The 114th Congress came to an end on Dec. 10 after the Senate approved by a 78-21 vote the Water Infrastructure Improvements Act for the Nation (WIIN), previously known as the Water Resource Development Act. Hours earlier, the Senate avoided a government shutdown set to begin at midnight when it passed with a 63-36 vote another fiscal year 2017 Continuing Resolution (CR) to fund federal government operations at FY 2016 levels through April 28, 2017. The House passed the CR the previous day by a 326-96 vote and WIIN/WRDA by a vote of 360-61.
The WIIN authorizes the modernization of locks, damn and ports critical to agricultural trade, but is controversial because of language authorizing the water reallocations to address the ongoing drought in California. Annual appropriations will still need to be approved to fund the infrastructure work.
Whether you’re a canola grower, crop insurance agent or a canola service or product provider, you’ll want to consider attending Canola College in Enid, Okla., this month. “It’s a great opportunity to learn from and speak with leading experts in the field, and interact with more than 250 new or veteran canola producers and industry members,” Ron Sholar, Great Plains Canola Association executive director, told Today’s Producer. “This will be the premier canola education and training event in the region for 2017.” The Jan. 19 event is free, but advanced registration is encouraged online at http://www.canola.okstate.edu.
A study conducted by Mayo Clinic showed that following the Mediterranean Diet could help reduce the risk of developing Alzheimer’s by 34 to 48 percent. That’s because foods high in antioxidants have been demonstrated to boost memory, while processed foods have been shown to do the opposite. The Mediterranean Diet centers around eating plant-based foods, limiting red meat consumption while increasing fish and poultry intake, and replacing butter with healthy fats like canola oil.
Get ready for the week ahead with a seven-day meal planner, including multiple healthy and tasty recipes prepared with canola oil that your whole family is sure to love. There’s flashy fish tacos for the kids, Asian vegetables and noodles with peanut sauce for the more refined palate, and sage and wild mushroom pork chops to impress your guests.
The Canadian government announced it will begin consulting next year to develop a clean fuel standard to reduce annual greenhouse gas emissions. It’s good news for the environment, as it would ideally reduce emissions to a point that is equivalent to removing 7 million vehicles from the road for a year. But it’s also good for the canola industry since the standard would encourage the use of lower carbon fuels and alternatives like canola biodiesel. Cheryl Mayer, director of policy development with the Canadian Canola Growers Association, estimates that a carbon intensity standard would boost demand to nearly 5 million tons of canola for biodiesel production; last year, just under 2 million tons were used.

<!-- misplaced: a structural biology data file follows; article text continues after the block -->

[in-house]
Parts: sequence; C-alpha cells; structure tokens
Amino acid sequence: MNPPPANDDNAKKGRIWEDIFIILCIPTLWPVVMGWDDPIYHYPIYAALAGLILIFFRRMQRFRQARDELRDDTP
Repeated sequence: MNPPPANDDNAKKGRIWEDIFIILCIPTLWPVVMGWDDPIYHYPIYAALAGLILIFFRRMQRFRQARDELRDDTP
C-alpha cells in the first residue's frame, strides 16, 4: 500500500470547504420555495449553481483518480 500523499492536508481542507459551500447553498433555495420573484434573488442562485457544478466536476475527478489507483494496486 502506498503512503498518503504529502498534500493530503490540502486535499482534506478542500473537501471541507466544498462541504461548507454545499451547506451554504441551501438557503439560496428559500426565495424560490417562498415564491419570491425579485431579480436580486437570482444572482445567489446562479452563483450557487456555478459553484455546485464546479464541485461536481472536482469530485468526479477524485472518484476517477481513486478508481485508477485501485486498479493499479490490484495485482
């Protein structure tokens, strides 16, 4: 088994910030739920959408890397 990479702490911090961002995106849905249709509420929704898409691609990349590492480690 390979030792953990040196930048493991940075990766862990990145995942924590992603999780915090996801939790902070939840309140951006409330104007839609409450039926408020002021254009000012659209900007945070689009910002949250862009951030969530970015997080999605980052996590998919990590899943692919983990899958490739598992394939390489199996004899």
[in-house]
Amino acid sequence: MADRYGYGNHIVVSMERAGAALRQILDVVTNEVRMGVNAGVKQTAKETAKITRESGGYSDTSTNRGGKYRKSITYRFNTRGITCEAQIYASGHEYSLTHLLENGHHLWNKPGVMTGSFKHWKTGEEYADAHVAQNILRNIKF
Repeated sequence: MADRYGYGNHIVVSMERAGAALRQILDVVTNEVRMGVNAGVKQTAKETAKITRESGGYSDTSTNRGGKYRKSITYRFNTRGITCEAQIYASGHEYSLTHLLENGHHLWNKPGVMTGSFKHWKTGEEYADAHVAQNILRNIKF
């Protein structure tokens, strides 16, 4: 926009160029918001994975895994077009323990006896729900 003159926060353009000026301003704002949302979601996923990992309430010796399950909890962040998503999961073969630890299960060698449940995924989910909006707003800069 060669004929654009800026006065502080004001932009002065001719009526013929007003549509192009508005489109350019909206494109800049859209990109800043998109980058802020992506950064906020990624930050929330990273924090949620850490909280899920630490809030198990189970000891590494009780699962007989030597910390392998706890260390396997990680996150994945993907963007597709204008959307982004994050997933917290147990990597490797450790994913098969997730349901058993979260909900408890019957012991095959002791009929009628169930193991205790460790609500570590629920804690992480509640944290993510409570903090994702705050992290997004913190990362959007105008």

A farmer in Saskatchewan lost 1,600 bushels of canola last month after a fire nearly destroyed one of his canola bins. After firefighters were alerted, they worked for nearly six hours to control the flames. But Jim Shirley, the farmer, estimates that his loss still reached about $20,000. The cause of the fire is still unknown, though he told CBC he assumes it came from a fan bearing that threw sparks into the bin.
Registration is now open for oilseed workshops in late January and early February, hosted by Washington State University and its Washington Oilseed Cropping Systems. Each workshop in Hartline, Ritzville and Clarkston will include presentations and strategies designed to help farmers get the most out of adding an oilseed crop to their crop rotations. The cost to attend is just $20 and includes lunch, refreshments and an end-of-day social with others in the industry.
The USCA’s annual membership and board of directors meeting will be Feb. 27 to March 1, 2017 at the Hotel George in Washington, D.C. The meeting registration fee is $200. A block of rooms for the nights of Feb. 26-28 has been held through Friday, Jan. 27 at a rate of $249 per night. Book online below or call 1-800-546-7866 and identify yourself with the group U.S. Canola Association 2017 to lock in this rate.
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